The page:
Eva Tzschaschel and Spencer Arbige from the School of Psychological Sciences (Faculty of Medicine, Health and Human Sciences) teach PSYU1102 and PSYX1102 (Introduction to Psychology 2) – a large unit of almost 2000 1st year students. In this post, Eva and Spencer share how they incorporated four twenty-minute writing skills workshops into tutorials and how this positively impacted student performance in an essay assessment.

Ever been marking an essay and found yourself wanting to scream as you stare down yet another poorly constructed sentence that meanders on forever? We’ve been there too. That’s why we developed a solution to help turn those screams (hopefully for ice cream) into dreams of better writing.

Surely, they can write?

The mismatch between expectations and reality

We noticed a disconnect between students, teachers, and future employers, as all these groups hold wildly different expectations for university-level writing.

Future employers expectations:Surely, graduates can write – I need my report for the board done ASAP.Employers expect graduates to have a basic set of skills when they enter the workforce (regardless of the degree undertaken).
Student’s expectations:“Surely, I can write – I text my mates all the time.”After having attended school for twelve years, students feel they should be able to write at a high level, and, accordingly, it should be relatively easy to get good marks.
Lecturer’s expectation:“Surely, they can write – they went to school.Lecturers expect students to write clearly. However, many assignments are challenging to decipher and demand much creative interpretation from teaching staff.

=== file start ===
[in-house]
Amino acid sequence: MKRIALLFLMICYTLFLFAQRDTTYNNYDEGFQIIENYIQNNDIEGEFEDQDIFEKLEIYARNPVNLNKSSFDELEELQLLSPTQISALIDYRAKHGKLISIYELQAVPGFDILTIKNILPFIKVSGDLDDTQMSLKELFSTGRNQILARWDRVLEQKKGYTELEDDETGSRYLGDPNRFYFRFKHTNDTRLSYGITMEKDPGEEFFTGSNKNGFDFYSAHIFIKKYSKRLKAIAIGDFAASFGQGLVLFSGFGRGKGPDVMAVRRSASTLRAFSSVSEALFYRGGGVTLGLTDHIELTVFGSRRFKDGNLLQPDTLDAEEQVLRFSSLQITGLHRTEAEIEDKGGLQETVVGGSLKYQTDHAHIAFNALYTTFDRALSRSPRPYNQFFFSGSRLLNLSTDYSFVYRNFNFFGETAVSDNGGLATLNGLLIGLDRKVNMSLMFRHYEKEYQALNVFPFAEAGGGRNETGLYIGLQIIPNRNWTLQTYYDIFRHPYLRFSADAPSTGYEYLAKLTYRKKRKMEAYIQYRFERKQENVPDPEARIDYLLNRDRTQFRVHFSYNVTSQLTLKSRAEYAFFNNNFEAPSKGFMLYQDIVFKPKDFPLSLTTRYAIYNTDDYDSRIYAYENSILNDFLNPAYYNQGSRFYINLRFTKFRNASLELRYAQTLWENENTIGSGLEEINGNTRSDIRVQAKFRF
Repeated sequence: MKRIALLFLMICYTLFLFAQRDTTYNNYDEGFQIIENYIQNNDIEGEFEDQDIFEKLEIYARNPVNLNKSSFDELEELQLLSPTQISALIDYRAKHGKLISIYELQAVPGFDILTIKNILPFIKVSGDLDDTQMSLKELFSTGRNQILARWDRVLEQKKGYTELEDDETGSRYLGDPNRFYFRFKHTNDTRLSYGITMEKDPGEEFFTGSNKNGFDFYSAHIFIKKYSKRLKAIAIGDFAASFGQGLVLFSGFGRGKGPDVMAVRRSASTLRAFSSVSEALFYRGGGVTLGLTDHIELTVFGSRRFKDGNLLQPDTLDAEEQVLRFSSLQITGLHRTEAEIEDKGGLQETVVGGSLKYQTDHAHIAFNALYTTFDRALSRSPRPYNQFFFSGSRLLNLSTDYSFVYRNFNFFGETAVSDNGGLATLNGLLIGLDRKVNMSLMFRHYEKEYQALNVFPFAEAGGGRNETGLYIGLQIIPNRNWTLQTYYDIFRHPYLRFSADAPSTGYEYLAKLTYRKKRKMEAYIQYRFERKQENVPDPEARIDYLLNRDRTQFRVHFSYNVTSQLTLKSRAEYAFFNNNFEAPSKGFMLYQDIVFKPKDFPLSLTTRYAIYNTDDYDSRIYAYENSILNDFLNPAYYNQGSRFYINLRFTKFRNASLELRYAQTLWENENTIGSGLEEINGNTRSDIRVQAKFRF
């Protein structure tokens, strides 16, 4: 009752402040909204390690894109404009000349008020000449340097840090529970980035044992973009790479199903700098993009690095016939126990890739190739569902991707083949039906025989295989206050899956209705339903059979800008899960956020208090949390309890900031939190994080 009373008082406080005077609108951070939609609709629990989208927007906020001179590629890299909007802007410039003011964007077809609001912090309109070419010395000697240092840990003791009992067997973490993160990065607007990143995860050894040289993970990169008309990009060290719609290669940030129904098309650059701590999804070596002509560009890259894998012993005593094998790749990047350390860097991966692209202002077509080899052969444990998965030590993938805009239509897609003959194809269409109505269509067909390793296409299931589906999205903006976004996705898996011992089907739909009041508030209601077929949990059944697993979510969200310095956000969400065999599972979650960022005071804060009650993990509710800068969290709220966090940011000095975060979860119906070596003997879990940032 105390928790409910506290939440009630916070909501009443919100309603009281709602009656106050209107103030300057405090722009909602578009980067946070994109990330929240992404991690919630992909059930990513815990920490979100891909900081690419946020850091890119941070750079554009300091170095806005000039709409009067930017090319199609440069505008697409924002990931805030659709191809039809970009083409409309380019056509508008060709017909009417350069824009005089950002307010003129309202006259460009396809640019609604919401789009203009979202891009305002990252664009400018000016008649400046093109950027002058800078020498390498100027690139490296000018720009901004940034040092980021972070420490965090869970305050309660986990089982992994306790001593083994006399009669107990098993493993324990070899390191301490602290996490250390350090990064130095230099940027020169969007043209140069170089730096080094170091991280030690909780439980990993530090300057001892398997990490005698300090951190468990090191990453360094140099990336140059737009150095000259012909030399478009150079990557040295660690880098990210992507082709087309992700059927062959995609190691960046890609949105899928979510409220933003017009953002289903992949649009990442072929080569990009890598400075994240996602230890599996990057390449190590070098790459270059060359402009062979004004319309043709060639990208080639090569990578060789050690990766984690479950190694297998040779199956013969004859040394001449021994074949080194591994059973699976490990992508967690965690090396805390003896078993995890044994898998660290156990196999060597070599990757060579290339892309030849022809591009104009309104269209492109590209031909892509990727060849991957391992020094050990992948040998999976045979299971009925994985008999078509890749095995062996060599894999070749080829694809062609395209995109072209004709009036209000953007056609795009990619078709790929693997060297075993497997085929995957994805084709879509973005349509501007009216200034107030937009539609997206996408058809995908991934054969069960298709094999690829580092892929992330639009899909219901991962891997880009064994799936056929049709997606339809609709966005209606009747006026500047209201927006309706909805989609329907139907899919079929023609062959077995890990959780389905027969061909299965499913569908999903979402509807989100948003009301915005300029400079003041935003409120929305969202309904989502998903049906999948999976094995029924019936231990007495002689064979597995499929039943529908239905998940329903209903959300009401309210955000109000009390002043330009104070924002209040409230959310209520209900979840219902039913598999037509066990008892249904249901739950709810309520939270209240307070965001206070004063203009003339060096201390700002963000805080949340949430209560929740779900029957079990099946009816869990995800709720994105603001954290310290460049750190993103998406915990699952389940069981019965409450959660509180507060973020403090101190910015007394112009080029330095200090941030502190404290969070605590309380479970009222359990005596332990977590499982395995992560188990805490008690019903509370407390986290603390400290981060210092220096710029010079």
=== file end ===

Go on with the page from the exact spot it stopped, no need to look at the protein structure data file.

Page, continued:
Study shows writing skills in decline

Despite these positive expectations, Thomas (2019) highlighted that NAPLAN writing scores declined rapidly from 2011 to 2018, especially within high school cohorts. As these trends occurred despite increased performances in reading and numeracy skills, Thomas cited ineffective writing instructions from educators as one potential explanation for these decreases.

A practical approach: make it digestible – like ice-cream

To combat this, instead of just describing what good academic writing should look like, we dedicated bitesized chunks of time at the start of each tutorial – to make it digestible (like ice cream or the occasional vegetable for the health conscious out there) – to practical academic writing tasks (e.g., editing sentences for clarity).

We naturally divided these activities into segments so that each task related to that week’s targeted section of the essay, such as the introduction, body and conclusion. For example, we included the editing activity described above within one of the body paragraph lessons.

Skill workshop 1The first of our four short twenty-minute workshops featured practical exercises for the introduction such as:
* how to write the hook
* what to include in an effective definition
* how to paraphrase
* how to best state one’s position
Skill workshop 2We dedicated workshops 2 and 3 to the body paragraphs and practised the basics. Students learnt:
* how to read a scientific paper
* what to include from these scientific papers in the body paragraphs
* how to structure paragraphs
Skill workshop 3Another workshop devoted to writing body paragraphs, this time focusing on:
* how to write clearly
* how to incorporate critical thinking
Skill workshop 4The last workshop covered writing effective conclusions. We discussed:
* key elements to include
* what to avoid

In addition, we provided an exercise on using APA 7 to help students become familiar with the many less-than-intuitive rules of this referencing system.